RhodoknightA MAN once kept a Goat and an Ass. The Goat, envying the Ass on account of his greater abundance of food, said, "How shamefully you are treated: at one time grinding in the mill, and at another carrying heavy burdens"; and he further advised him to pretend to be epileptic and fall into a ditch and so obtain rest. The Ass listened to his words, and falling into a ditch, was very much bruised. His master, sending for a leech, asked his advice. He bade him pour upon the wounds the lungs of a Goat. They at once killed the Goat, and so healed the Ass.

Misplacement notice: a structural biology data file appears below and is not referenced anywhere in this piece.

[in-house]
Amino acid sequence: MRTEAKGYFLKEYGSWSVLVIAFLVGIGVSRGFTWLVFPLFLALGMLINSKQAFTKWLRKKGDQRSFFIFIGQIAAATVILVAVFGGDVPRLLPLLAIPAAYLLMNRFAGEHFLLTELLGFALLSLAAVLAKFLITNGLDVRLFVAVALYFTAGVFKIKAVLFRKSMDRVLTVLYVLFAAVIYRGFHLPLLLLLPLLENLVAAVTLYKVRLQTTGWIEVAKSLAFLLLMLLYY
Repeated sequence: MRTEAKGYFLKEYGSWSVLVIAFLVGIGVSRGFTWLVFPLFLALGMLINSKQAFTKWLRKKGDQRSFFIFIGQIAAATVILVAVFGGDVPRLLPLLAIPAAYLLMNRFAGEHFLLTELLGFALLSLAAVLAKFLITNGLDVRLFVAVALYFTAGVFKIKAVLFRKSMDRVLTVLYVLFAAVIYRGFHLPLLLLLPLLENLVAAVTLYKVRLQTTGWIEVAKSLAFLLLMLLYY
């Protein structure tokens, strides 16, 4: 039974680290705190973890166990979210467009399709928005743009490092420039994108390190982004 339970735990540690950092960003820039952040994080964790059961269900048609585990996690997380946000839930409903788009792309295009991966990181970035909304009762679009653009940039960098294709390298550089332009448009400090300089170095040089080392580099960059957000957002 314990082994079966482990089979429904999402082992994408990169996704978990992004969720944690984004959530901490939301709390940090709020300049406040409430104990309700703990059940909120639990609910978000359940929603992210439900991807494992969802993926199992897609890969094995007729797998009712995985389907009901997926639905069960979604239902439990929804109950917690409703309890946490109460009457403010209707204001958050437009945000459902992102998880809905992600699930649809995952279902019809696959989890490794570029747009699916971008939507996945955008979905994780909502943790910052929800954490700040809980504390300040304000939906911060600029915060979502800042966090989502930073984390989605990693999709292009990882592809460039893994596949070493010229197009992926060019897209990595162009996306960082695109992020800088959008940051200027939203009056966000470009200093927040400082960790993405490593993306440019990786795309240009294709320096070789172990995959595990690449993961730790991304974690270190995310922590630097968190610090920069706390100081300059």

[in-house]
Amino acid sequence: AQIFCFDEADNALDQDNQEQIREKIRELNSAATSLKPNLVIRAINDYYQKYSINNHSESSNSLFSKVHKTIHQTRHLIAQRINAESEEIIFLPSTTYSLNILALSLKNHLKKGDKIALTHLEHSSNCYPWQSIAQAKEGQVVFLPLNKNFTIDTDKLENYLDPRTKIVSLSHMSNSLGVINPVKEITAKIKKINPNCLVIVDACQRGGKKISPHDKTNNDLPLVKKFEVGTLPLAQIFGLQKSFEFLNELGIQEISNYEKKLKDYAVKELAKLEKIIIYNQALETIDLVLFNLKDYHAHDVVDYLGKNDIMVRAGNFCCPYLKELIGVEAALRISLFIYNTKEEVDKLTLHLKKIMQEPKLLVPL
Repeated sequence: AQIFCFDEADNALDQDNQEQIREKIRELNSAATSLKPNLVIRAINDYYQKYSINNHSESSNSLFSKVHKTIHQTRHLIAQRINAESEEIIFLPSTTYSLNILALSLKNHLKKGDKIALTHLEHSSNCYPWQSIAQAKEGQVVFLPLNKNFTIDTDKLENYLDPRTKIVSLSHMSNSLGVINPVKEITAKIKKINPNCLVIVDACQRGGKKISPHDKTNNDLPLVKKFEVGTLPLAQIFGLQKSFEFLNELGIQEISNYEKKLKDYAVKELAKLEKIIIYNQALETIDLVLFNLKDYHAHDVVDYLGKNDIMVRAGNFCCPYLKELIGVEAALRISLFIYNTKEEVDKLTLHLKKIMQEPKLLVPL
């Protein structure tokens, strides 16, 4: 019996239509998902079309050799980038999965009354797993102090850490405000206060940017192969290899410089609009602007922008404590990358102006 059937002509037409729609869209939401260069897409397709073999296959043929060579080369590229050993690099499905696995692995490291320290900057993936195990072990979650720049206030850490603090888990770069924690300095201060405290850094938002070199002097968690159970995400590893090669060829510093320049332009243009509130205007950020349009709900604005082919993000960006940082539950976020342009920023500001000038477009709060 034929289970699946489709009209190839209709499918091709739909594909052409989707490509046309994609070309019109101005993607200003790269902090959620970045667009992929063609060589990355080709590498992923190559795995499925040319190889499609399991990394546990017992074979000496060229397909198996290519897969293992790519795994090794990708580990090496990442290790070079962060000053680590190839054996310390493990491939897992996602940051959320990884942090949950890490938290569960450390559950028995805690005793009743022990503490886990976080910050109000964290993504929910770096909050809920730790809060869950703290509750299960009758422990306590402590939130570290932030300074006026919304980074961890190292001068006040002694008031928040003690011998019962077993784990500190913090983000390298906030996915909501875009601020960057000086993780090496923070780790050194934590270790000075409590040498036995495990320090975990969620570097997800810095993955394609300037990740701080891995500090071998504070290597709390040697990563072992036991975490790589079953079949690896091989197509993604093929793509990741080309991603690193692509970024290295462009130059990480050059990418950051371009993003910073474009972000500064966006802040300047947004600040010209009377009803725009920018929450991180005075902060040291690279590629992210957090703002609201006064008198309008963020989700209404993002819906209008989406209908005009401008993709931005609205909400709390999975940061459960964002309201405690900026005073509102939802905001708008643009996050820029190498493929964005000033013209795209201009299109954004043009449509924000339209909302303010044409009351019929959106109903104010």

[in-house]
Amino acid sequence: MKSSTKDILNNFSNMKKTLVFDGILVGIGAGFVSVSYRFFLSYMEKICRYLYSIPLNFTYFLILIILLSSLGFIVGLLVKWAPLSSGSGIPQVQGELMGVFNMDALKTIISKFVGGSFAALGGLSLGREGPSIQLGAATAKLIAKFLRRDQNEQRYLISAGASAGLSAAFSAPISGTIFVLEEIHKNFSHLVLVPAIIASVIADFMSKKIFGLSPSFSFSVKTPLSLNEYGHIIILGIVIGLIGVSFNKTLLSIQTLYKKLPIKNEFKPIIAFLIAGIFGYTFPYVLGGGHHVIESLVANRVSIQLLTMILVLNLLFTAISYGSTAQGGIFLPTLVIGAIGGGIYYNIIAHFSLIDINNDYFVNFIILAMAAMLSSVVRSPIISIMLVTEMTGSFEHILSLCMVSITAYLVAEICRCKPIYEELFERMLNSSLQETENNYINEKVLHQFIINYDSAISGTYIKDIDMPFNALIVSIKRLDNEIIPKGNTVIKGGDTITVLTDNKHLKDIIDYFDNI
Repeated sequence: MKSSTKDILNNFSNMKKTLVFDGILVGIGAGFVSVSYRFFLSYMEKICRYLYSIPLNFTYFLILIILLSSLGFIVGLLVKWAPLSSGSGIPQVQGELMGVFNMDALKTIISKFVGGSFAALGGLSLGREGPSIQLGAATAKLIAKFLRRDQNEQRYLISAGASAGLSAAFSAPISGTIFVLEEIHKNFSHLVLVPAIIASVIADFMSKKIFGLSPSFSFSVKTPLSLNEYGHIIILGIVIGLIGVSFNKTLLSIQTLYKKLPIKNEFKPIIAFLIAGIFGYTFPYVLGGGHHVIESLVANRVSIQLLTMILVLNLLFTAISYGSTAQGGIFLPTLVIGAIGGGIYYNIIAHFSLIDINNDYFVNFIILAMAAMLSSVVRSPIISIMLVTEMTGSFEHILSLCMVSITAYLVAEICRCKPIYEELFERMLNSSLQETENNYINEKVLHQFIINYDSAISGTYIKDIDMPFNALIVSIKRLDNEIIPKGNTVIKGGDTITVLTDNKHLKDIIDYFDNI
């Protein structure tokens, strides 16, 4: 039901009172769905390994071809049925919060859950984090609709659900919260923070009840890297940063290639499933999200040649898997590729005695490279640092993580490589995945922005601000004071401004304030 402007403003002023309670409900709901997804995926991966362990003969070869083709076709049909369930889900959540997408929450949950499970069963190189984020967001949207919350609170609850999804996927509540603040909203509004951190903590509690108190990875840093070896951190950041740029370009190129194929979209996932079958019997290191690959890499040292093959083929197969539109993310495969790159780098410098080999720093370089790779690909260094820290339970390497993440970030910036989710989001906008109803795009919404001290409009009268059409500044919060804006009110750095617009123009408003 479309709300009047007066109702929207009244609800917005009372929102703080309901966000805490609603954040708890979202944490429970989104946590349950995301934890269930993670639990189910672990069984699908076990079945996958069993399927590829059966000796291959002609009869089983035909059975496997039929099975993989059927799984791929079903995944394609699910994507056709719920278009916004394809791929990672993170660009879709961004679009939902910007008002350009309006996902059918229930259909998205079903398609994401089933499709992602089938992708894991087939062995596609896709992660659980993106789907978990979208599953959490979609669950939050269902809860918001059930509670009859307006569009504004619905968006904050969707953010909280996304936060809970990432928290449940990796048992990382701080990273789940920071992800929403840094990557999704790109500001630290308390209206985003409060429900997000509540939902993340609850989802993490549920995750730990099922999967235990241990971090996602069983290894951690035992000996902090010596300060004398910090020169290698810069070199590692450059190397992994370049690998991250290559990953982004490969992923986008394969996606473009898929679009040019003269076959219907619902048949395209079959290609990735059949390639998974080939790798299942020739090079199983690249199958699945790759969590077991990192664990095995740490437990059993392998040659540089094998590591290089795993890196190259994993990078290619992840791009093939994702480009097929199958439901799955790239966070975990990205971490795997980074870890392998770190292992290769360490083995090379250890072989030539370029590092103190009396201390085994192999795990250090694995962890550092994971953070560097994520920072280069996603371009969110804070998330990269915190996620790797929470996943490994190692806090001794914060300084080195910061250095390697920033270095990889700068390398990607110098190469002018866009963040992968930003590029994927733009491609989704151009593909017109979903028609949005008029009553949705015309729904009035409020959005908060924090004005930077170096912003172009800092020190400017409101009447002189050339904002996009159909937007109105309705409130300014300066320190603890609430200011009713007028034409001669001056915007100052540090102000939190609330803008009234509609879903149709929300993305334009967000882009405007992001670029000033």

A DOG lay in a manger, and by his growling and snapping prevented the oxen from eating the hay which had been placed for them. "What a selfish Dog!" said one of them to his companions; "he cannot eat the hay himself, and yet refuses to allow those to eat who can."<p>After a series of interesting articles surfaced about the Nintendo Switch this past weekend, it's got me thinking: are these cartridges/game cards a good idea?</p><p>It was clear from Nintendo's reveal that the Switch does in fact use cartridges similar to those used in the DS/3DS. You can't help but admire Nintendo for their loyalty, bringing the same factor through to the Switch that no other console has. However, a vast majority of consumers have been a little underwhelmed by the Switch's design and predictability.</p><p>On one hand we were excited as rumours ran wild earlier this year, bringing us the possibility that we'd be getting the sort of cartridges you blew into if the picture quality was a little fuzzy, but it wasn't meant to be. After revealing that it'd be following the same pattern as the DS/3DS a little of that nostalgia factor slipped through our fingers, making it a far less exciting feat.</p><p>However the benefit of the game cards from a technological point of view is definitely evident. The Mask ROM chips which are used to make these cards are around 4-8 GB large, and for the average Nintendo game that's more than enough space to use, wiggle room included. Even where it showed Skyrim playing on Switch's teaser, Skyrim is actually only about 10 GB on the PC (at its most basic level) without the use of mods, so by sticking with game cards over Blu-ray discs or internal memory it makes it much easier just to load up the game and go.</p><p>Of course, the more recent titles are all loading in at 30+ GB, so it'll be interesting to see just what publishers will partner with Nintendo to bring their games to the console. The only teeny issue is that Mask ROM is marginally more expensive to make – we're talking 50c or so – and collectively this might be seen as Nintendo's chance to boost game prices up a little, but that's only this humble writer's own speculation.</p><p>We can't help but be in favour of Nintendo's choice to keep the optical discs at bay. Not only does it save you having to pre-load your physical games onto the device as you would on PlayStation or on Steam, it also sits favourably in terms of battery life. Without a device working hard to run an optical disc, your battery will probably run more like an Android phone than an iPhone (yeah, I said it).</p><p>Are you looking forward to the Switch or are you somewhat sceptical of its upcoming hybrid console? Let us know in the comments below!</p>Become the Legend Ninja Master Shadow Warrior and enjoy the incredible fighting adventure in STICKMAN MASTER: Ninja Legends – Shadow RPG, Stickman Ninja offline game. Collect powerful weapons, great, armor, ..; Battle in the league, complete quests. Hack and slash monsters and finish this offline game fast!
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